I have asked the two major gubernatorial candidates to talk to Georgia public-school teachers about their respective education platforms. This week, the floor belongs to Jason Carter, the Democratic challenger. Next week, it will be Republican Gov. Nathan Deal's turn.
The talking heads and politicians love to use the term, "boots on the ground." It sounds macho.
A friend of mine, long embroiled in upsets, distractions, problems and tribulations, called one day to announce happily that she was learning to let things roll right off her back.
Letting a child watch too much TV may be as bad for parents as it is for little ones. In fact, depending on which shows a child is allowed to watch, it may be worse for parents.
Last week, the Georgia Ports Authority approved allocating up to $3 million for maintenance of the shipping channel to the Port of Brunswick, marking the second-straight year the GPA has had to supplement federal funds for this project.
I talk to a wide variety of people throughout the week. The topics of our discussions vary greatly, but it is safe to say that many of my conversations deal with aging parents and aging issues in general.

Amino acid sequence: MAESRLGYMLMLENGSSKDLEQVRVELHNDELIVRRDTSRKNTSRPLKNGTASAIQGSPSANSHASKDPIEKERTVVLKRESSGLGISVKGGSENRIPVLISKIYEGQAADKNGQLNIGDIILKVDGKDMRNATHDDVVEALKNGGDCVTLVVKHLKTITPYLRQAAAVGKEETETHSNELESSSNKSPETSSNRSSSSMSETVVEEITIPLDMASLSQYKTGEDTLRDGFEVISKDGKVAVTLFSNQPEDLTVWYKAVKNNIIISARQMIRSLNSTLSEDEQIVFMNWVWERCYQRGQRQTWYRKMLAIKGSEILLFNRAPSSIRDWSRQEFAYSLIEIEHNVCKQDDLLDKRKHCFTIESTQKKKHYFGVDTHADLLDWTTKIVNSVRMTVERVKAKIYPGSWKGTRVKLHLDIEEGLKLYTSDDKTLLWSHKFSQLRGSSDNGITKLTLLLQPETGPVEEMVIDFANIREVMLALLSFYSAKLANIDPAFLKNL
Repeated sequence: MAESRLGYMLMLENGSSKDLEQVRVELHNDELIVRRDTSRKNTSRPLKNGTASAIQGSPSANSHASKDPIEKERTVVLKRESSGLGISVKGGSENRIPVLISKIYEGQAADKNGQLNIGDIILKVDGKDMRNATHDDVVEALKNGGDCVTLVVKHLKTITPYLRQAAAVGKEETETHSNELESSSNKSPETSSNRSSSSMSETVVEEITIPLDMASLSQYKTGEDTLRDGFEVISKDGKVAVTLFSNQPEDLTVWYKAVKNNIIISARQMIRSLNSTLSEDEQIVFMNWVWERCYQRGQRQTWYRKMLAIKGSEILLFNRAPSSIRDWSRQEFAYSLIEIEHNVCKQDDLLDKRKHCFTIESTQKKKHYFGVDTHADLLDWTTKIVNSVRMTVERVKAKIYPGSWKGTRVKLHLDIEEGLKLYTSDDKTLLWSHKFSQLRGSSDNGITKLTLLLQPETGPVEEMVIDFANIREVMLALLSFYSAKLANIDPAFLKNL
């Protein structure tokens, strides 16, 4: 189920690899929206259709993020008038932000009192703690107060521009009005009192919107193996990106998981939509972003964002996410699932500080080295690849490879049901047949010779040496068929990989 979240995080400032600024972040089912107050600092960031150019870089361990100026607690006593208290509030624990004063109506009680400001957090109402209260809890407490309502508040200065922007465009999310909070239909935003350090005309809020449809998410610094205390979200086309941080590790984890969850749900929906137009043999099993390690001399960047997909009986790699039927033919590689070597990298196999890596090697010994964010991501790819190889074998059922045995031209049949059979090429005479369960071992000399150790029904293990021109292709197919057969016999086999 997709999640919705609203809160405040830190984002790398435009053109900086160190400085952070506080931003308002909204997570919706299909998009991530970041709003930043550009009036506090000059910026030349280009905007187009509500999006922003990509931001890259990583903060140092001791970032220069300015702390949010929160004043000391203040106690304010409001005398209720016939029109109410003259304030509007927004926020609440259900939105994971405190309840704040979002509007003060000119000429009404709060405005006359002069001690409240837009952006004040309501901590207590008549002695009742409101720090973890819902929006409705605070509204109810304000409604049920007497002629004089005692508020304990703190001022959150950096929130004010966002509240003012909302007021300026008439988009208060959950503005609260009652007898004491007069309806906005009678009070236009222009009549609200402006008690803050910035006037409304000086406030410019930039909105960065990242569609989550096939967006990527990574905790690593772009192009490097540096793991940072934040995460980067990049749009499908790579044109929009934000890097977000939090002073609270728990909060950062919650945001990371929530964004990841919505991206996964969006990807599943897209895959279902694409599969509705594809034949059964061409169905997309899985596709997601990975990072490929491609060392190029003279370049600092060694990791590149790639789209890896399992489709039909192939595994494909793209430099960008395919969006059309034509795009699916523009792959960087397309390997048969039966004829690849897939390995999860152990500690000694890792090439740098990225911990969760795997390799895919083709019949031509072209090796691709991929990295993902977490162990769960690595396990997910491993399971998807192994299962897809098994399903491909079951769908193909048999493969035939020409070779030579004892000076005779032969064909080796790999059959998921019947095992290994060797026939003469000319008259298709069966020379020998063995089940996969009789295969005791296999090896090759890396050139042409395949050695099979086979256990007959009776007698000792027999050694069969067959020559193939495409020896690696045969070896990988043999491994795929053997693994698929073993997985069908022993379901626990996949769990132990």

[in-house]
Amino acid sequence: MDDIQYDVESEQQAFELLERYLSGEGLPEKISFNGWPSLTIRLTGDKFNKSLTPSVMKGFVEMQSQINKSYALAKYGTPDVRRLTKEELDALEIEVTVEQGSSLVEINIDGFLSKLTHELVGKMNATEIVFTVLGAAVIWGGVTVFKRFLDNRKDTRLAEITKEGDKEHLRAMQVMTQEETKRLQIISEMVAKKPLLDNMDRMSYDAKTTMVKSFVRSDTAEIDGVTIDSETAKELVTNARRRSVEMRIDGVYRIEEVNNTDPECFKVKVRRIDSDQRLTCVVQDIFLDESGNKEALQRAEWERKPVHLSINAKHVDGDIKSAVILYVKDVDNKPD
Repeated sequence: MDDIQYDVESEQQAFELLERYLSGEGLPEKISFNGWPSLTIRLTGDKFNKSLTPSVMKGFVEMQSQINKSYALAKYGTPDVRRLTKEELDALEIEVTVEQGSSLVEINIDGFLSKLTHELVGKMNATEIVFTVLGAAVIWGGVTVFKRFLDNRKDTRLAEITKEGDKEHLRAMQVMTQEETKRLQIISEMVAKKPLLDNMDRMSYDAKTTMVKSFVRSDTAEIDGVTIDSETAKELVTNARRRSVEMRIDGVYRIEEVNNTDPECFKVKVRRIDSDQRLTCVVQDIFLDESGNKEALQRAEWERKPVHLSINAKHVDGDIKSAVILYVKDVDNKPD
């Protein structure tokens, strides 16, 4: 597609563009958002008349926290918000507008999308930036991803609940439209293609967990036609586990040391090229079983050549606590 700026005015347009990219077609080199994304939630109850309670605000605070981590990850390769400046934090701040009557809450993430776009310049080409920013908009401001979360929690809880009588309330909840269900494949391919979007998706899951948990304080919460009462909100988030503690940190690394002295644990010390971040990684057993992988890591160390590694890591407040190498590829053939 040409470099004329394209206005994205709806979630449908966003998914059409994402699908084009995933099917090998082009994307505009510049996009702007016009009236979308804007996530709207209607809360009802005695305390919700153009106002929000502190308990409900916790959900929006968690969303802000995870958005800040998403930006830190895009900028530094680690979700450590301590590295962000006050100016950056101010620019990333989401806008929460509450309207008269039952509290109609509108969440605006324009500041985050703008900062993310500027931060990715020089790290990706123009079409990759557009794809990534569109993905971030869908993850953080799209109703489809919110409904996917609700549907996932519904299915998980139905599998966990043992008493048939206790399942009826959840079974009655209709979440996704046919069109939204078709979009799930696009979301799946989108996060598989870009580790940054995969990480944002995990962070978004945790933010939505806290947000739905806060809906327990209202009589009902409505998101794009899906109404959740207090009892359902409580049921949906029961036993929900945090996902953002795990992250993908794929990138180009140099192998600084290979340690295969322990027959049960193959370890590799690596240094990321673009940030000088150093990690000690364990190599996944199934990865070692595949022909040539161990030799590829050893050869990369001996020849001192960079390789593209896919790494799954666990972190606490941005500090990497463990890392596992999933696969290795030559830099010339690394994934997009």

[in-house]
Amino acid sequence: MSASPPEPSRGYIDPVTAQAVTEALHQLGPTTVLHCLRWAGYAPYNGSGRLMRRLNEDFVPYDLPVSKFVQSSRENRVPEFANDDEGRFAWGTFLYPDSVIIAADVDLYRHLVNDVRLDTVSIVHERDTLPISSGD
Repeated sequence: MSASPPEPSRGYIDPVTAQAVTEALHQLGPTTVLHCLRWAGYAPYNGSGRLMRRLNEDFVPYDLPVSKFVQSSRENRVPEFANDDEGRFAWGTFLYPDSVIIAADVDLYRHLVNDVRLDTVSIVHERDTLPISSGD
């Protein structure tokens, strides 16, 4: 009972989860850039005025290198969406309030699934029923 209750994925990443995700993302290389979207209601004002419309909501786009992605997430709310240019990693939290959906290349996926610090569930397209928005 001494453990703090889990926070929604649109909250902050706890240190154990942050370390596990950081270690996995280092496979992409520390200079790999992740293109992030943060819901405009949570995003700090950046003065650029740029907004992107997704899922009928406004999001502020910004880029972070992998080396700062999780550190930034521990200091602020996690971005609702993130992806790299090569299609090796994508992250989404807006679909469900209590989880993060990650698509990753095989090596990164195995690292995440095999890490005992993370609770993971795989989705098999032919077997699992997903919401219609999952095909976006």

Over the next three years, as many as 60,000 military members are expected to return to Georgia. Already, 770,000 veterans call Georgia home. In fact, the Peach State is home to the fourth-largest population of veterans nationwide. In addition to those returning to Georgia, more than 10,000 service members will be transitioning from the state's Army installations - 4,000 from Fort Stewart alone.
If I die anytime soon - and I have no plans to do so at the moment - please see that the first paragraph of my obituary reads, "He was past president of the University of Georgia National Alumni Association." You can save for later paragraphs the part about my being often mistaken for Brad Pitt and my uncanny ability to put commas where they don't belong.